Hamlin ready for a reset, can he close back up to Harvick again?

Combined, Kevin Harvick and Denny Hamlin won half of the regular season races. During the pandemic, they won 14 of the 25 races during it. That’s why they were the favorites to win the championship this November at Phoenix. It wasn’t necessarily because they had 57 and 47 playoff points respectively. That was a strong case, but they were the top two drivers in the series.

Hamlin has five top two finishes over the final eight races of the regular season. He and Harvick won four of the final eight races during that span.

Now that the postseason has started, Harvick and Hamlin are going in opposite directions.

Harvick won two of the three opening round playoff races. Hamlin has no top 10’s. Harvick, has 13 top five finishes in his last 16 starts. Two of the three were at Daytona, the other was a seventh place run at Richmond.

Harvick and Hamlin are still the championship favorites despite the finishes going in the opposite direction

Hamlin, has one top 10 over his last five starts. Still, it’s not like he’s had slow race cars. He was third heading to his final stop at Darlington before getting run in the back of by Jimmie Johnson while trying to come to pit road. He went from third to 13th. A week later, he won the second stage at Richmond but had a pit road speeding penalty. He’d finish 12th. On Saturday night, he ran into the back of Martin Truex Jr. early.

Now, I don’t necessarily expect much out of him in the Round of 12 either. He has one top five in his last seven Vegas starts and no top 10’s in his two ROVAL starts. The middle race is Talladega. Hamlin may enter the Round of 8 quiet, but he can turn it on instantly too.

“That stuff can flip around and turn the other direction really quick,” Harvick said of Hamlin’s luck right now. “They all outran us — I felt like the Gibbs cars outran us at Richmond. We struggled at Darlington and figured out a great strategy and wound up capitalizing on a late accident there, and tonight probably had the best car.

“It can go either way. It’s just those days that you don’t have a really good car what happens and how you can rebound from that, and on the days you do have a good car, hopefully finding Victory Lane.

“It’s been a battle some weeks, and some weekends it’s been good, but we’ve been able to capitalize on the good weeks.”

Harvick, feels confident heading into the next round.

“Yeah, I think for us you just want to keep doing what you’re doing,” he continued. “You don’t want to get out of rhythm, you don’t want to start thinking about what could happen or what did happen. You just go and do what you do on a week-to-week basis, climb in the car drive it as hard as you can.

“The guys are going to put what they think is the best setup in the car for that particular week, and everybody wants to achieve the same goal, so nobody is trying to have a bad night or a slow car.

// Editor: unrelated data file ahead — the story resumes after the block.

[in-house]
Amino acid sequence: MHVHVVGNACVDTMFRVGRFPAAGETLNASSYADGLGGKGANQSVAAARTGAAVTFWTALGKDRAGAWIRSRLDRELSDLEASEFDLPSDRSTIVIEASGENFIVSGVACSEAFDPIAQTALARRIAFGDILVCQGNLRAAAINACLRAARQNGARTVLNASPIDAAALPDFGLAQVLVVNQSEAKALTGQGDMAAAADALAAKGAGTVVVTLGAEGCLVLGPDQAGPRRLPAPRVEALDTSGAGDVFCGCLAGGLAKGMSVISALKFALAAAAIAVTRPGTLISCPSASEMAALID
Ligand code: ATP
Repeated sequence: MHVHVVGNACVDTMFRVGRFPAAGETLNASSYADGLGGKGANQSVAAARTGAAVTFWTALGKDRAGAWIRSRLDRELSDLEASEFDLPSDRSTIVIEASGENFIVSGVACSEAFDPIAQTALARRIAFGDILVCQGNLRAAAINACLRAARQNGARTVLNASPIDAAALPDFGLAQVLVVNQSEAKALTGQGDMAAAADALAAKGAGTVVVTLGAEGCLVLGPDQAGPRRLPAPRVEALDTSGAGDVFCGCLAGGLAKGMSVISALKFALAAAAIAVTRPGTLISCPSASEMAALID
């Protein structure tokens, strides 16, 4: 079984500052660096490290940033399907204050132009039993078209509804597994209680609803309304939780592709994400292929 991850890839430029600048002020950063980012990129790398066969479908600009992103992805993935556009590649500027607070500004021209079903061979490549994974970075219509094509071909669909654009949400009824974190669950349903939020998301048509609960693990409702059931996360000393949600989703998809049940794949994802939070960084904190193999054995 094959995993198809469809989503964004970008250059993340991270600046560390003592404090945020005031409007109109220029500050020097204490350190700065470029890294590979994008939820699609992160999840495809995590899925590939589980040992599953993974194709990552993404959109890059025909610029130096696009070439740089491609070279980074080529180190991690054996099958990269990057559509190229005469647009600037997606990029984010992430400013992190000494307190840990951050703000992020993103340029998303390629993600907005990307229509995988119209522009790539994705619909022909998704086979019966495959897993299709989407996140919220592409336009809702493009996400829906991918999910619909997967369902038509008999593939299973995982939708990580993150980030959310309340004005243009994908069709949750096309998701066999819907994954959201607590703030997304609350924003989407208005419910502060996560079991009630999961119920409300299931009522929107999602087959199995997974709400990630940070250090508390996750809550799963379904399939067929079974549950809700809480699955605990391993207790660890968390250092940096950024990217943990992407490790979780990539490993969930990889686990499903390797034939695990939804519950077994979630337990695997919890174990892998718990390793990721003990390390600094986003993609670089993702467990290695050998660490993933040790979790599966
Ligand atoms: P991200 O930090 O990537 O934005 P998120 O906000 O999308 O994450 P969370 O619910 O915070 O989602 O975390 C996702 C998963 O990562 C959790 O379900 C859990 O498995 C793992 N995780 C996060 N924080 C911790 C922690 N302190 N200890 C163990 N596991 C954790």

“Everybody is coming to the racetrack trying to do everything that we can, but the thing I can tell you is when things aren’t going 100 percent correctly on a race weekend, we’ve got a great group of guys on pit road, we’ve got a great group of guys back at home helping us and on the pit box and doing all the things that it takes to try to climb back in the race or strategize our way back in the race.

“Sometimes those weeks, and I think Darlington is a great example of that, we just kept ourselves in the race and wound up in a position that capitalized on winning the race so that we weren’t really in contention to win.

“You just want to stay in rhythm. It’s kind of like basketball or football and you look at the teams that get the first-week bye and then they go to the next week and it always makes me wonder if you wouldn’t just rather keep playing to stay in that rhythm because I know for us staying in the rhythm and just thinking the same way that we have all year is the best way to do it for us.”

Harvick says at this time of year, it’s only about paying attention to themselves and keep your head down and focused on the task at hand.

“I think for us, you just don’t want to read anything that’s happening in the sport, honestly, at this particular time of the year,” said Harvick. “You just want to keep your mind as clear as possible. “We’ve made a decision of how we want to think and what we want to talk about and pay attention to, and it’s us. I know that sounds selfish, but the thing that I can tell you is it’s way less mentally exhausting than worrying about where you need to have a good race and where you need to have a bad race.

“It’s how do we get the most out of this week, and once you start the race, it’s okay, what do we need to do to our car, are we good, are we bad, where do we need to work and just try to be productive and proactive of thinking towards what we need to do next.

“I don’t have the capacity to think more than one week ahead anyway, and trying to overthink things just takes way too much space in my brain for me to function during the week.

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